Packers receiver Allen Lazard feels ready to play a full game, but team may be cautious

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GREEN BAY – When he picked up his knees to run toward the end zone in New Orleans, Allen Lazard couldn’t. He was standing at the 30-yard line, football in his hands, nothing but green turf between him and the end zone. 

All Lazard needed to do was run. 

He couldn’t run. Instead, he lumbered. Lazard, lunging forward, felt his legs drag against the turf. 

“Once I caught it and I turned,” Lazard said, “I was trying to run and I just couldn't really feel my knees be able to pick up and turn over like they used to.” 

Green Bay Packers wide receiver Allen Lazard (13) catches a pass over New Orleans Saints cornerback Marshon Lattimore (23) during the second quarter at the Mercedes-Benz Superdome.

It was then, on the longest catch of his career, that Lazard suffered the worst injury he has had in football. Through high school, college and the NFL, Lazard had always been able to push through injuries. He thought he could do the same with the pain in his core he felt in New Orleans, pain he played through in the second half of that Week 3 game and later felt in spades once the adrenaline had worn off.  

Just ice it and rest. He’d be back on the field in a week, Lazard thought. 

Two days after returning from New Orleans, Lazard learned that plan was useless.  

“I really didn't want to get surgery,” Lazard said, “and then I realized talking to the doctors and everything that I needed it very much so.” 

Lazard finally returned last Sunday against Indianapolis, his first game since that Week 3 injury. He played 36 snaps at the Colts, exactly 60 percent. Lazard said he feels ready to play a full game this week against the Chicago Bears, although the Packers will still be cautious.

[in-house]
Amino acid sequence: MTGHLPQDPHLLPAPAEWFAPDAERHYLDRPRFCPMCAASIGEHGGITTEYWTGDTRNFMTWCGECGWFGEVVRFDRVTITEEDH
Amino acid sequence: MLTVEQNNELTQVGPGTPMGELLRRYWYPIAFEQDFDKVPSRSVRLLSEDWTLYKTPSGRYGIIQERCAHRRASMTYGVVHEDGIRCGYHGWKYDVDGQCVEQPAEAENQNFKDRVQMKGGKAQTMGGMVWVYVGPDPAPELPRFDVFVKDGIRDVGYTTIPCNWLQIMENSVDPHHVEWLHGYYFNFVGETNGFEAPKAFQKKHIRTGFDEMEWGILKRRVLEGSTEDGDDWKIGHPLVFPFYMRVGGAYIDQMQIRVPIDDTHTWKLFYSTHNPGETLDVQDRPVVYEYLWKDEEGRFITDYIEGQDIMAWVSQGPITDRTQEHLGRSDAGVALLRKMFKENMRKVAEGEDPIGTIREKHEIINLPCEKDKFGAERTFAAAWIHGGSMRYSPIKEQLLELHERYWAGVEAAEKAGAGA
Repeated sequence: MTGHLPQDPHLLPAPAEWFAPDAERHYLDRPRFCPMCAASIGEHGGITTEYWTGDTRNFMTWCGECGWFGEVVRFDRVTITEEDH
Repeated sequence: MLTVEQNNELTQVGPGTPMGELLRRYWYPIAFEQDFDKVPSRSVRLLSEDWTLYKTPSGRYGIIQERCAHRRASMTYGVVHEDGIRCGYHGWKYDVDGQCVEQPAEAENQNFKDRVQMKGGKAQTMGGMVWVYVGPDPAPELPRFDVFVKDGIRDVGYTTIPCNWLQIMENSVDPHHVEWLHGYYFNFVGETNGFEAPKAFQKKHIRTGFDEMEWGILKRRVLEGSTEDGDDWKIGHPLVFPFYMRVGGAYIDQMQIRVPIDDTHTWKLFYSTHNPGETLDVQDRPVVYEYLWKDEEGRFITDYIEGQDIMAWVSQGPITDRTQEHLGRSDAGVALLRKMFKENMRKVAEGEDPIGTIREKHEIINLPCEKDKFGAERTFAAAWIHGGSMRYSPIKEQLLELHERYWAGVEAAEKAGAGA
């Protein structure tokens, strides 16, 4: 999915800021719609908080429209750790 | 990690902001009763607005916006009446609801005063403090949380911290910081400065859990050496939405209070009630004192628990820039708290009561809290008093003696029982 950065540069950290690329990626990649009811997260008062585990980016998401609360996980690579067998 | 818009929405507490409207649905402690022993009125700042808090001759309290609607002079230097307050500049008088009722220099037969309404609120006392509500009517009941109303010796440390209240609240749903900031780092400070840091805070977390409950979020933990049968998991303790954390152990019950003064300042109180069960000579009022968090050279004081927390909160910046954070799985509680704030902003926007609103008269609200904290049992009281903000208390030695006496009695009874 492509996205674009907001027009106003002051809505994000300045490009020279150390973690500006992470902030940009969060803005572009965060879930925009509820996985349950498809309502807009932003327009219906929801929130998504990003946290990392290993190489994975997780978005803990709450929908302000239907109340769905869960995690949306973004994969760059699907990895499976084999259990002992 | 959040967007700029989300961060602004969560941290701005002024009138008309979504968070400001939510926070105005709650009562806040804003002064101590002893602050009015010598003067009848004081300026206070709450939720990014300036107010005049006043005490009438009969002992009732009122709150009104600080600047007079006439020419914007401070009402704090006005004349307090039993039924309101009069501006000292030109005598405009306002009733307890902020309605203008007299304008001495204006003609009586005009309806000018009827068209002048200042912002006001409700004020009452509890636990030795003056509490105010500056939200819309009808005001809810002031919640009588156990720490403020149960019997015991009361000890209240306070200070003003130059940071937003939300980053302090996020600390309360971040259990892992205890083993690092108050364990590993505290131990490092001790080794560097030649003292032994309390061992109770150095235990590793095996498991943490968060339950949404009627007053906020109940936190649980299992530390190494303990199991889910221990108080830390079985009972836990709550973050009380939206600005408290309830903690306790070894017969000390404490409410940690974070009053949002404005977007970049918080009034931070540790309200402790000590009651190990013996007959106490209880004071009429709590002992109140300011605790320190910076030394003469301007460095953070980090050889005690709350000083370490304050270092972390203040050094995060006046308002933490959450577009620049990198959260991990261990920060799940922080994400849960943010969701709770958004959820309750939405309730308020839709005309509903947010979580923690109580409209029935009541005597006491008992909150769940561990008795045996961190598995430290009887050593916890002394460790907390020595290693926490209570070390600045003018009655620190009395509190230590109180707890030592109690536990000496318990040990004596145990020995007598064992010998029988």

Coach Matt LaFleur said Thursday he’ll continue easing Lazard back into his offense after missing six games. 

“I think we're going to take incremental steps with him,” LaFleur said, “but I think he felt pretty good coming out of there, and we'll see how he feels throughout the course of the week.” 

Lazard is just pleased to be back playing football. It’s never easy to miss several weeks during a season, but the timing of Lazard’s surgery was especially disappointing. In New Orleans, Lazard had the finest game of his career, catching six passes for 146 yards and a touchdown. 

In the weeks after, Lazard experienced excruciating pain with even the most basic functions. 

“Coughing and sneezing,” Lazard said, “probably caused the most pain you could ever imagine in that regional area. So kind of just having to get used to that and being able to fight through it, I guess. And, honestly, I think coughing and sneezing kind of helps as well, because you’re activating those muscles. So it’s a little bit of a rehab in its own sense.” 

Now, Lazard is done with the rehab. The Packers have an important receiver back in their offense, and while it’s uncertain what kind of role Lazard will play down the stretch, he at least adds depth to the passing game. 

Lazard isn’t using his injury, or the recovery, as a crutch. 

“If I'm out there on the field,” Lazard said, “I'm playing 100 percent. There's no holding back or anything, whether I stub my toe or I pull my groin or whatever it is. If I'm on the field, I'm playing 100 percent.” 

Trubisky back under center